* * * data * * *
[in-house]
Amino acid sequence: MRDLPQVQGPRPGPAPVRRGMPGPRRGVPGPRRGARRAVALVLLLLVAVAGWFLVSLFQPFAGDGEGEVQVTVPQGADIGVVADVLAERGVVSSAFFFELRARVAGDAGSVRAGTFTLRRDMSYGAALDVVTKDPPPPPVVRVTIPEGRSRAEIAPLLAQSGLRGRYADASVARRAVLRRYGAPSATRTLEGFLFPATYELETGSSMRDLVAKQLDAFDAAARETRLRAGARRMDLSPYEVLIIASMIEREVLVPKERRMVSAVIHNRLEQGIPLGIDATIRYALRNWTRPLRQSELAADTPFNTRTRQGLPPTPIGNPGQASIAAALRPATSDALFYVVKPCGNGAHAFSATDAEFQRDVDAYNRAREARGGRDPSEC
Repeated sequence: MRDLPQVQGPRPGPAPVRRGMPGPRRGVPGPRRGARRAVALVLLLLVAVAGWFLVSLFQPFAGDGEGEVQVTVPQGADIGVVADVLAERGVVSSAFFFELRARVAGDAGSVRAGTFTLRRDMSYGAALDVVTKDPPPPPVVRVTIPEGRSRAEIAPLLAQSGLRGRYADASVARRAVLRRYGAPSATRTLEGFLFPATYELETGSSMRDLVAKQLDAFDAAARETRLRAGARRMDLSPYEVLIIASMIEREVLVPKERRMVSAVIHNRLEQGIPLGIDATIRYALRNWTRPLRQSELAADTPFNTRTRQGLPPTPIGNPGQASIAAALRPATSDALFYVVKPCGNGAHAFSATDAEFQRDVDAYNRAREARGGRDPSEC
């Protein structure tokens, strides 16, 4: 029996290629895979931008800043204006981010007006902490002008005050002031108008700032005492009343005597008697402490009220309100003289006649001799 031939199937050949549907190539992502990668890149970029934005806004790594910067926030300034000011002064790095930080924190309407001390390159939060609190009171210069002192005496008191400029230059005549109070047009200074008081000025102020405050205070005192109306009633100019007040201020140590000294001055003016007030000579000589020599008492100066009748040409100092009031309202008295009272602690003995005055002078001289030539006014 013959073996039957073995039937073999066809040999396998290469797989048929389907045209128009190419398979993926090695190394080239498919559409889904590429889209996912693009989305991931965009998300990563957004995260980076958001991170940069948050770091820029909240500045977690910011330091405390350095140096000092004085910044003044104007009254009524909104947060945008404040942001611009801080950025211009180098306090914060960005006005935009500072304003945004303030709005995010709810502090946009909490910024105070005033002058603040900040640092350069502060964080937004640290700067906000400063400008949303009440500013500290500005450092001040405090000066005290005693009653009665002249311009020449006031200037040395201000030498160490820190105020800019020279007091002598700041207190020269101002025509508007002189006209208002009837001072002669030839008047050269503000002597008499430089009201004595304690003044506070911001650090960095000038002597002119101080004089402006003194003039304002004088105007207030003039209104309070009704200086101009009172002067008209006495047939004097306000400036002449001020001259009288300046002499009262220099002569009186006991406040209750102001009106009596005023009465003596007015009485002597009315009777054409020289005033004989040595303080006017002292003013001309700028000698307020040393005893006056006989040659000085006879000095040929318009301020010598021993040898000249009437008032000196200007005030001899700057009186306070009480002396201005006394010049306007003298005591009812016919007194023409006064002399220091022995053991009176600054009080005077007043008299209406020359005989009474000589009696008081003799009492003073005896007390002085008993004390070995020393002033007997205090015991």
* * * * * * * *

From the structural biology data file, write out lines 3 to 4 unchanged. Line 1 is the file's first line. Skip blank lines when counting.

Repeated sequence: MRDLPQVQGPRPGPAPVRRGMPGPRRGVPGPRRGARRAVALVLLLLVAVAGWFLVSLFQPFAGDGEGEVQVTVPQGADIGVVADVLAERGVVSSAFFFELRARVAGDAGSVRAGTFTLRRDMSYGAALDVVTKDPPPPPVVRVTIPEGRSRAEIAPLLAQSGLRGRYADASVARRAVLRRYGAPSATRTLEGFLFPATYELETGSSMRDLVAKQLDAFDAAARETRLRAGARRMDLSPYEVLIIASMIEREVLVPKERRMVSAVIHNRLEQGIPLGIDATIRYALRNWTRPLRQSELAADTPFNTRTRQGLPPTPIGNPGQASIAAALRPATSDALFYVVKPCGNGAHAFSATDAEFQRDVDAYNRAREARGGRDPSEC
């Protein structure tokens, strides 16, 4: 029996290629895979931008800043204006981010007006902490002008005050002031108008700032005492009343005597008697402490009220309100003289006649001799 031939199937050949549907190539992502990668890149970029934005806004790594910067926030300034000011002064790095930080924190309407001390390159939060609190009171210069002192005496008191400029230059005549109070047009200074008081000025102020405050205070005192109306009633100019007040201020140590000294001055003016007030000579000589020599008492100066009748040409100092009031309202008295009272602690003995005055002078001289030539006014 013959073996039957073995039937073999066809040999396998290469797989048929389907045209128009190419398979993926090695190394080239498919559409889904590429889209996912693009989305991931965009998300990563957004995260980076958001991170940069948050770091820029909240500045977690910011330091405390350095140096000092004085910044003044104007009254009524909104947060945008404040942001611009801080950025211009180098306090914060960005006005935009500072304003945004303030709005995010709810502090946009909490910024105070005033002058603040900040640092350069502060964080937004640290700067906000400063400008949303009440500013500290500005450092001040405090000066005290005693009653009665002249311009020449006031200037040395201000030498160490820190105020800019020279007091002598700041207190020269101002025509508007002189006209208002009837001072002669030839008047050269503000002597008499430089009201004595304690003044506070911001650090960095000038002597002119101080004089402006003194003039304002004088105007207030003039209104309070009704200086101009009172002067008209006495047939004097306000400036002449001020001259009288300046002499009262220099002569009186006991406040209750102001009106009596005023009465003596007015009485002597009315009777054409020289005033004989040595303080006017002292003013001309700028000698307020040393005893006056006989040659000085006879000095040929318009301020010598021993040898000249009437008032000196200007005030001899700057009186306070009480002396201005006394010049306007003298005591009812016919007194023409006064002399220091022995053991009176600054009080005077007043008299209406020359005989009474000589009696008081003799009492003073005896007390002085008993004390070995020393002033007997205090015991």